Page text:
Remembering Penny Marshall, The Director
Penny Marshall was famous as an actress first. She was the Laverne in Laverne & Shirley, one of what felt like so many '80s comedies with a catchy theme song, weird supporting characters, increasingly oddball plots and a messy last couple of seasons as contracts and cast changes interfered. But for years, she "schlemiel, schlimazel"-ed down a Milwaukee street with Cindy Williams, who played Shirley. Just a couple of single girls.
It wasn't until she became a director that Marshall came into her own. She directed the Whoopi Goldberg comedy Jumpin' Jack Flash in 1986. And then in 1988, in only her second time out as a feature director, she made Big, starring Tom Hanks. A film of tremendous heart and surprising tenderness in spite of its absurd premise, Big has lasted and lasted as a document of childhood, as well as a fine chapter in the long history of 1980s comedies both admiring and dumping on corporate life. (Big came out the year after Wall Street and the same year as Working Girl. We were thinking a lot about how to feel about glittery office buildings and the people who work in them during and just after the Reagan years.)
Marshall made the enormously charming and much loved The Preacher's Wife with Denzel Washington, Whitney Houston and Courtney B. Vance. She made Awakenings with Robin Williams and Robert De Niro. Riding In Cars With Boys with Drew Barrymore. She directed television and continued to act.
But most likely, nothing will stick like A League Of Their Own.
Looking back now, the team (no pun intended) that was assembled for the 1992 baseball comedy is stacked with personalities: Tom Hanks, Geena Davis, Lori Petty, Rosie O'Donnell, Madonna. It has great turns from people who weren't as well-known, like Megan Cavanagh as Marla Hooch. (The first time Jon Lovitz's character, a scout looking for women who can play baseball during World War II, sees Marla is the funniest that Lovitz has ever been.)
The film is a classic now, but it wasn't an obvious slam-dunk at the time. It wasn't just a movie with an ensemble cast of women; it was a movie with an ensemble cast of women playing sports. It shows Hanks, who was only two years removed from the debacle of Bonfire of the Vanities and hadn't had a hit since, as an angry, often unlikable alcoholic, which wasn't necessarily his brand.
But what they made — what Marshall directed — is one of those films that are powerfully imprinted on a lot of their devotees. Some of them might not even name it if you asked for their favorite films. But if you mention it to them, they become instantly sentimental. They go as Rockford Peaches for Halloween. They love Dottie. They argue over whether Dottie really dropped the ball. Girls playing team sports were barely a thing in movies at the time; girls truly competing hard in a sport they were good at, getting dirty and injured and disrespected? It was special. Madonna was perfectly placed as the naughty Mae; Rosie O'Donnell, as her smack-talking bestie. Hanks found coach Jimmy's exasperation and not infrequent adult delinquency and somehow made it sympathetic.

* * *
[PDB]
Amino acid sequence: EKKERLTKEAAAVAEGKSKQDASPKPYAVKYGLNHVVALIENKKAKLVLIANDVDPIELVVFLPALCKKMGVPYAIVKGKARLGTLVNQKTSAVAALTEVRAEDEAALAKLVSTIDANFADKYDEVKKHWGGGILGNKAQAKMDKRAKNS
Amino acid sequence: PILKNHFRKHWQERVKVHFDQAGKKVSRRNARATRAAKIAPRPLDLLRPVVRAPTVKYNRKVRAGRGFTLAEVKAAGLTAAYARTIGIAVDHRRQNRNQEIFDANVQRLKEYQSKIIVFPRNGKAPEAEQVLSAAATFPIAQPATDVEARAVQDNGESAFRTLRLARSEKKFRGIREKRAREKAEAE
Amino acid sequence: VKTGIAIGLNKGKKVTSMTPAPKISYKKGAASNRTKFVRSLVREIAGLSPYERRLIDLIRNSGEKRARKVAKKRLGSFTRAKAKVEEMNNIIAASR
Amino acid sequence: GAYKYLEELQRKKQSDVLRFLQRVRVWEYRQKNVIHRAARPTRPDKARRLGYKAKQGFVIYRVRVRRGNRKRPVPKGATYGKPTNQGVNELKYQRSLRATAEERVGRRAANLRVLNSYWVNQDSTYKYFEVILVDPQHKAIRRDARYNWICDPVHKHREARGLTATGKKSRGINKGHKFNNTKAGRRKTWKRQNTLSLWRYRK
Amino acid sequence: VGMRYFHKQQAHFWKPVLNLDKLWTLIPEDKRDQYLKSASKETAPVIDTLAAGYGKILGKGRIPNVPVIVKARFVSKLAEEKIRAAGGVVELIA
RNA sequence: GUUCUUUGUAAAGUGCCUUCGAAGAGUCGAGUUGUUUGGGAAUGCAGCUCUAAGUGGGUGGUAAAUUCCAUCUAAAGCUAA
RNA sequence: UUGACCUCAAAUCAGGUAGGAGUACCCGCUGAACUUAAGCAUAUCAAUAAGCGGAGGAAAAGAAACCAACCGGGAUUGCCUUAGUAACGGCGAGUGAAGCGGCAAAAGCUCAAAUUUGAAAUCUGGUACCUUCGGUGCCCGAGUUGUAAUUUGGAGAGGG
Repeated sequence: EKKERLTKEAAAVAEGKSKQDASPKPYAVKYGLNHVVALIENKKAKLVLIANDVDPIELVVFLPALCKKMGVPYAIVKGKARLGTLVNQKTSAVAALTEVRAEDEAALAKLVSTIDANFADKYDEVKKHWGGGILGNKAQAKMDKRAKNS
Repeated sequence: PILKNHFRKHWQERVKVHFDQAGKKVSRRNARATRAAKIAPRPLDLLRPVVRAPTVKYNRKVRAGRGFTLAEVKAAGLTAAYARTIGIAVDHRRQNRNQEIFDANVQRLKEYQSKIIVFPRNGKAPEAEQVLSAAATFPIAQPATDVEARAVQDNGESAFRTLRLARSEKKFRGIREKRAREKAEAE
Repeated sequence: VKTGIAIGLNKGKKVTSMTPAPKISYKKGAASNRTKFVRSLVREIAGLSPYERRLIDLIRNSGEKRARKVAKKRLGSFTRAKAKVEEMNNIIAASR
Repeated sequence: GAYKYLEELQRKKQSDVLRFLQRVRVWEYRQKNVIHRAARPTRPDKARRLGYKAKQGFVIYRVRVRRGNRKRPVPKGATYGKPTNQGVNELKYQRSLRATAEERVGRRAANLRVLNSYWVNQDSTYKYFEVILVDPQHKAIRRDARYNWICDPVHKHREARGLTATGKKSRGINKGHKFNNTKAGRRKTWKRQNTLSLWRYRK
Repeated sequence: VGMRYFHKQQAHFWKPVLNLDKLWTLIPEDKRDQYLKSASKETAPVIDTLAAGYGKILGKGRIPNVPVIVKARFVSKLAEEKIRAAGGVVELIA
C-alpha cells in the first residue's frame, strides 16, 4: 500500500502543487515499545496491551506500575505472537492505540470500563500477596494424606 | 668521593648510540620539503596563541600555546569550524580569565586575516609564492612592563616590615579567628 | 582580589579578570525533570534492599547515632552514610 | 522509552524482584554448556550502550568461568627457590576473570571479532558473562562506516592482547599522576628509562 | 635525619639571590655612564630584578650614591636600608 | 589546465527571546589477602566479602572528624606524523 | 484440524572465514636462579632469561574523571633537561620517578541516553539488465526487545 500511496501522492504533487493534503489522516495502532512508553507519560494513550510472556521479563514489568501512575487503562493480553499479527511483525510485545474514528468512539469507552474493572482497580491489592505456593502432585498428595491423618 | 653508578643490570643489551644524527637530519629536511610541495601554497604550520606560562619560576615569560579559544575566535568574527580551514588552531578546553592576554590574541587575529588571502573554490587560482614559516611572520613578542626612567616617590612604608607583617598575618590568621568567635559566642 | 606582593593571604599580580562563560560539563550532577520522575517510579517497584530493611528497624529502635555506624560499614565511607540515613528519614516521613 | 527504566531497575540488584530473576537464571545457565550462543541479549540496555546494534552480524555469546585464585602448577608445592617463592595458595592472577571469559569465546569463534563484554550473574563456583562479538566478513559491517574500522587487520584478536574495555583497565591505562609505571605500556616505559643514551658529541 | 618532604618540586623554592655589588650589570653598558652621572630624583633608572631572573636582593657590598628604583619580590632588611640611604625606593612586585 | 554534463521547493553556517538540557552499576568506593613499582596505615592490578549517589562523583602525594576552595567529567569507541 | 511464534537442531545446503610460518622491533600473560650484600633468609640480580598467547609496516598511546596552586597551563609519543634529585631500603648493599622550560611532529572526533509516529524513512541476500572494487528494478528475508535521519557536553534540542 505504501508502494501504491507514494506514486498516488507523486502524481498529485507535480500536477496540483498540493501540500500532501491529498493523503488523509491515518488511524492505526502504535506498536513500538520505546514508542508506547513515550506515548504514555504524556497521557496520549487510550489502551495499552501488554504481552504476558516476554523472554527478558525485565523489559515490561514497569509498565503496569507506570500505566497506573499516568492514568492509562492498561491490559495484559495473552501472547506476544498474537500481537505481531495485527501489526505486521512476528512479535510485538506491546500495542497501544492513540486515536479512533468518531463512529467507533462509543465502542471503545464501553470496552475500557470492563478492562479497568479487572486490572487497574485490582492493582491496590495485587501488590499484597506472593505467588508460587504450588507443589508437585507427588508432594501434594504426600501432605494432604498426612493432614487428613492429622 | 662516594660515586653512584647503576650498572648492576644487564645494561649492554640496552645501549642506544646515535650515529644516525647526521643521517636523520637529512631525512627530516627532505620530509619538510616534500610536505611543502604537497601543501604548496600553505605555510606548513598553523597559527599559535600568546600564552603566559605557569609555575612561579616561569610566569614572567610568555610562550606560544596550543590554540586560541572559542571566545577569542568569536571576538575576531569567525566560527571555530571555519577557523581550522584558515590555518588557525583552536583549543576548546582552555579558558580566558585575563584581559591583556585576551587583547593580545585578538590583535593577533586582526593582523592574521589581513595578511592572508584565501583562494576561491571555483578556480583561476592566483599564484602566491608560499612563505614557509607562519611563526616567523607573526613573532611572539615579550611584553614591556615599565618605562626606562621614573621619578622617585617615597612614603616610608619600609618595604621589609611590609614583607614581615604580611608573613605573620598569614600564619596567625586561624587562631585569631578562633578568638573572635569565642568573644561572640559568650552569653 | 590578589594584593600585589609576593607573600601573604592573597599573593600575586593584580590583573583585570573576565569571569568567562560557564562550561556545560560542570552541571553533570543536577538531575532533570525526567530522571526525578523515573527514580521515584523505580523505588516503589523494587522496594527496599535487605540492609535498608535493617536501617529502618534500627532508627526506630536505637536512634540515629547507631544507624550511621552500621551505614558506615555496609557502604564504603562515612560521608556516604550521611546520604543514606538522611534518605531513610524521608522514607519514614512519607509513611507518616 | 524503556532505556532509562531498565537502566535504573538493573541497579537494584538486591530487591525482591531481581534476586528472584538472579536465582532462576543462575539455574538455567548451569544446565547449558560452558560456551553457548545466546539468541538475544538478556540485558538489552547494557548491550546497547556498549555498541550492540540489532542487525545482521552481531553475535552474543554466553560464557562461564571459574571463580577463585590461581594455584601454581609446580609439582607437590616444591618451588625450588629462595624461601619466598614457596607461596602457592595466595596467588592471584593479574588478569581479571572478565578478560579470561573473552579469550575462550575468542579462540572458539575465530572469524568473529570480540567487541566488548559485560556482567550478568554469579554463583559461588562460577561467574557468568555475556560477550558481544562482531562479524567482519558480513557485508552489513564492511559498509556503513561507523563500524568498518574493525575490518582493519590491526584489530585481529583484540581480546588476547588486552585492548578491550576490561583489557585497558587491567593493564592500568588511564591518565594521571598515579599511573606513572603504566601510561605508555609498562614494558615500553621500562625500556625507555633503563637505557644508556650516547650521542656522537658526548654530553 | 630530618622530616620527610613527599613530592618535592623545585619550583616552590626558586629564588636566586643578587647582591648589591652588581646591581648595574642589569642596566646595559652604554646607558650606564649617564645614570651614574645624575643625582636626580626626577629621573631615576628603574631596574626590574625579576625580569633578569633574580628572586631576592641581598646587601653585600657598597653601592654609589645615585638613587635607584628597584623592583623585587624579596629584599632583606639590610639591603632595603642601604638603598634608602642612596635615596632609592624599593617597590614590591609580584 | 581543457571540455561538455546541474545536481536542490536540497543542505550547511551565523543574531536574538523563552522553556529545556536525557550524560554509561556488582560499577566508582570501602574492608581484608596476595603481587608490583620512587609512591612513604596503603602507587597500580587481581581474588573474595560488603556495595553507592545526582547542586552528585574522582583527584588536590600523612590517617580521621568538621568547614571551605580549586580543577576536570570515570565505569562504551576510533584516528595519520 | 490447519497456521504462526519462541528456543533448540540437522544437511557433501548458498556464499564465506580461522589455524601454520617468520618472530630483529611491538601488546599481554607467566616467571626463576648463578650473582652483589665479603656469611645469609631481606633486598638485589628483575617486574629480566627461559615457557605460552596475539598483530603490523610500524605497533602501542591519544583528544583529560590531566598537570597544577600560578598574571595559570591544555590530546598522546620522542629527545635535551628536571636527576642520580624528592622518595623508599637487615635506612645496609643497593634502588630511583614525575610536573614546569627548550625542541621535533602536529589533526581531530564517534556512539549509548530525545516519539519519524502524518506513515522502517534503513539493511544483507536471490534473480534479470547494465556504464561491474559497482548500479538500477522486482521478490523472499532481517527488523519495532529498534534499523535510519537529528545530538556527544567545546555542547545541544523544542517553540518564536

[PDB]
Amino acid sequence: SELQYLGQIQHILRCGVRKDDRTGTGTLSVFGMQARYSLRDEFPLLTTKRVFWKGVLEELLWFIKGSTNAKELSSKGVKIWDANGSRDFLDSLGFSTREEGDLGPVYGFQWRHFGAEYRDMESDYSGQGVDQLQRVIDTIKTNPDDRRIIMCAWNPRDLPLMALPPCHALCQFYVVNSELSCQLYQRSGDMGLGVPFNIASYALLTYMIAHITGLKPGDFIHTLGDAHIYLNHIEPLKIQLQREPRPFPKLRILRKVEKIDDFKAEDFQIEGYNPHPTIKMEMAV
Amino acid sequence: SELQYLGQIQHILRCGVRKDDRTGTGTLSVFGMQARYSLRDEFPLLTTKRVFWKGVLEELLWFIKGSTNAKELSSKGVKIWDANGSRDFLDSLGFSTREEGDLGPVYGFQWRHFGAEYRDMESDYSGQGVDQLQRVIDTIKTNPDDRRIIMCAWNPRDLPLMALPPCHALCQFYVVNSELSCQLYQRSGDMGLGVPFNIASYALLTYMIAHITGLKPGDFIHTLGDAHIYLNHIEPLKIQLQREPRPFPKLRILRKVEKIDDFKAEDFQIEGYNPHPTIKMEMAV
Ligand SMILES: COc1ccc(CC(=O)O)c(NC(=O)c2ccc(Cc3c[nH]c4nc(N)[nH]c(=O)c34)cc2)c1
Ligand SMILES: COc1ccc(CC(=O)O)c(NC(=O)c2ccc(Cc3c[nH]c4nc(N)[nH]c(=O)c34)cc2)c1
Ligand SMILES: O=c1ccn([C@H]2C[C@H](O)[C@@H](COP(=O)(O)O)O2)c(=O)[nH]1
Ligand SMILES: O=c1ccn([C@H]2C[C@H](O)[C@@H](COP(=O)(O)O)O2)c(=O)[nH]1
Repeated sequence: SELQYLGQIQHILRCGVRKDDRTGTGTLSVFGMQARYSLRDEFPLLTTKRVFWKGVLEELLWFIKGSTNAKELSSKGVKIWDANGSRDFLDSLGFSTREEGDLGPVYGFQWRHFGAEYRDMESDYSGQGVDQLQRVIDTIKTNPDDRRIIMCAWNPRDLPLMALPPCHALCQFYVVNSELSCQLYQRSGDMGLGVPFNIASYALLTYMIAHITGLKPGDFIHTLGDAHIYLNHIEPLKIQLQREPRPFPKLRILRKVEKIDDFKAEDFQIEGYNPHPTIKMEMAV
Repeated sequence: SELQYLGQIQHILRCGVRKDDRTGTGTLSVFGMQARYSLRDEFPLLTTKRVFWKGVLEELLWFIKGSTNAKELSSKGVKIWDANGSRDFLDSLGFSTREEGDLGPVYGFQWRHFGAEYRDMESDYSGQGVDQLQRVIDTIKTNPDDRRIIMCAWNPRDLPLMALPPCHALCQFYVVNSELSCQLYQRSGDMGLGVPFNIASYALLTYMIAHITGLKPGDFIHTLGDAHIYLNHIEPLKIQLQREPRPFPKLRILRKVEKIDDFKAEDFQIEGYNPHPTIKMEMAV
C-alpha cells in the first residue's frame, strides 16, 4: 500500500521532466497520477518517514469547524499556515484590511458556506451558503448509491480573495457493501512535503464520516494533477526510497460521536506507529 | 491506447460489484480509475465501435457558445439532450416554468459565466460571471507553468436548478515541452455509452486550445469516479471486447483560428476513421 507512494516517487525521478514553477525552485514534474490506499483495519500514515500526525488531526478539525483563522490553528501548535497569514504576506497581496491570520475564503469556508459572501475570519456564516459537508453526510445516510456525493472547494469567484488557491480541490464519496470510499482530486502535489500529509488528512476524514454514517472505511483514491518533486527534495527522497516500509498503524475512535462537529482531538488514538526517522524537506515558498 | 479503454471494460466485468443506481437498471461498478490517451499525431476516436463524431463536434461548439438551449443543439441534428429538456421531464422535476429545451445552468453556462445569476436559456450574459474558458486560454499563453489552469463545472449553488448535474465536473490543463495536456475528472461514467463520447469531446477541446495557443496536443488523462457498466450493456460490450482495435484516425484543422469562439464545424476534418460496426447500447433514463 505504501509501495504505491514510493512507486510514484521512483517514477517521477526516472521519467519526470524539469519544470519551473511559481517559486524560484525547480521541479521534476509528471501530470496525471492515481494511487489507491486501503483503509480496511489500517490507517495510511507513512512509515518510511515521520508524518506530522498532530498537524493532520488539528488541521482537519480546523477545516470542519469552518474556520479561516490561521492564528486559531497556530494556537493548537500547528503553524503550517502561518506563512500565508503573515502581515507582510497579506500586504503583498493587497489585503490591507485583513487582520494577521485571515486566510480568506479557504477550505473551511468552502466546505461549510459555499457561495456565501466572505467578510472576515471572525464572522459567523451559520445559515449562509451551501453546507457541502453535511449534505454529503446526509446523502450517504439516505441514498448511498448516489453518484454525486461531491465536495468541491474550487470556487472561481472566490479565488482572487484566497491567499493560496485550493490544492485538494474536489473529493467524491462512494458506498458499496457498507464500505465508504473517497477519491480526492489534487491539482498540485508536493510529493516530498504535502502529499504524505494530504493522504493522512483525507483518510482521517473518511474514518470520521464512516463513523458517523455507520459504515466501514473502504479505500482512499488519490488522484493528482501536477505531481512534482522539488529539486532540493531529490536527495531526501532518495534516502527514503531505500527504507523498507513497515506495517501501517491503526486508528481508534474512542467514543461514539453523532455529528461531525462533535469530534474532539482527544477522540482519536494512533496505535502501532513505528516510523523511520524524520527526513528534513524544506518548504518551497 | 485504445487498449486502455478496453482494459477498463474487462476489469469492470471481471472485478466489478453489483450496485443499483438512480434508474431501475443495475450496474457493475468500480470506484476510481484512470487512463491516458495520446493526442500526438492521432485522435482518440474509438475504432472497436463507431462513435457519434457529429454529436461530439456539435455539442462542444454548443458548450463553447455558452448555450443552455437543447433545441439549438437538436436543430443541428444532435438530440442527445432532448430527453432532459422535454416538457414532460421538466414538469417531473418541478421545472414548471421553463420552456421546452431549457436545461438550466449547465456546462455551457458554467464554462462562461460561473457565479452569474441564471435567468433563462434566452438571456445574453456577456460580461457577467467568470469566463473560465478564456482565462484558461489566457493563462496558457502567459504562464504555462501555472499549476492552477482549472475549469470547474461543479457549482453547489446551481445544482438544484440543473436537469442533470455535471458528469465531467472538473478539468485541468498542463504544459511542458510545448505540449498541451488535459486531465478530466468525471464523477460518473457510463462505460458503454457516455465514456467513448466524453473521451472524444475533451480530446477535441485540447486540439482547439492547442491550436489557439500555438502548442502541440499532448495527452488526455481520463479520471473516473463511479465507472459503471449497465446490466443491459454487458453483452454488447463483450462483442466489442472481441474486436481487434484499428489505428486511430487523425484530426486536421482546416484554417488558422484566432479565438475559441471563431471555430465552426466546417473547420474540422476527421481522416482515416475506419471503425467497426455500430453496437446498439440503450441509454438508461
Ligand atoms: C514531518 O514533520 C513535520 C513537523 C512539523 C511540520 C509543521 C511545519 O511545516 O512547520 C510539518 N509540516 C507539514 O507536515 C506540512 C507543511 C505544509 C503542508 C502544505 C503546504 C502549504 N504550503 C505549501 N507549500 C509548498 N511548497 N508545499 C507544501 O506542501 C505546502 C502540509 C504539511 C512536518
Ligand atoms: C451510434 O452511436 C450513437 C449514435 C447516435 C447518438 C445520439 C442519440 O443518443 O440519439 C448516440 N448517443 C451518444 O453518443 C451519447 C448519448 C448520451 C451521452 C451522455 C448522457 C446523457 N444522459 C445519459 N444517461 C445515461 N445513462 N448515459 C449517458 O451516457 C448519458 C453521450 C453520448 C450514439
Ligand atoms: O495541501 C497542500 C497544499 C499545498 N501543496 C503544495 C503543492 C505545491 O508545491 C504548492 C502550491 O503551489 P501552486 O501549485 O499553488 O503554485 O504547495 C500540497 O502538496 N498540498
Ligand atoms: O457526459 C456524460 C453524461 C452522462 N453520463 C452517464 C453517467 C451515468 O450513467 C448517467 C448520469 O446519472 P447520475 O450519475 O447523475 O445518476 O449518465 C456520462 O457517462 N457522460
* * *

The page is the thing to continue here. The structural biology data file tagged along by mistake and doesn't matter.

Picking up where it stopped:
Directors all direct differently. It's hard to know what comes from them and what comes from other people; some are more hands-on than others. But one thing that often follows a director from project to project is tone. There is a gentleness to Big, and to A League Of Their Own, and to The Preacher's Wife. Not a sickly sweetness, but a humaneness. All of those films have sad notes in them — think of the way Josh has to reject his adult life in Big, or the way the baseball league breaks up, or the way Dudley (Washington's character in The Preacher's Wife) has to erase himself. Sadness inside happiness. Imperfect endings. Really good directors can make highly commercial films that pack plenty of feeling.
It's true too, of course, that however many women directors are getting big budgets to make films now, there were even fewer when Penny Marshall was doing it. Big was the first movie directed by a woman to gross more than $100 million. A League Of Their Own would hit that mark too, as would Awakenings. But she is still a member of a club with too few members.
Culture in general and comedy in particular sometimes seem to settle into clusters of people I admit that I think of as adjacent to each other. No degrees of separation at all, just a tumble of talent at a series of parties and reunions and none of it is probably true, but it feels true. Penny Marshall was once married to Rob Reiner, and Garry Marshall was her brother. So she seems connected to them, and to Nora Ephron, and to Hanks and Ron Howard and Henry Winkler and Robin Williams and Billy Crystal. To everything they all made. Team Happy Days, Team Sleepless In Seattle, Team Marshall-Reiner-Ephron.
Team The Stack Of Tapes On Top Of My VCR In 1995.
The team has taken some losses. But for finding that balance of gentleness and comedy that powered "There's no crying in baseball" and "What's fun about playing with a building?" Penny Marshall will stay in the rotation for a very long time.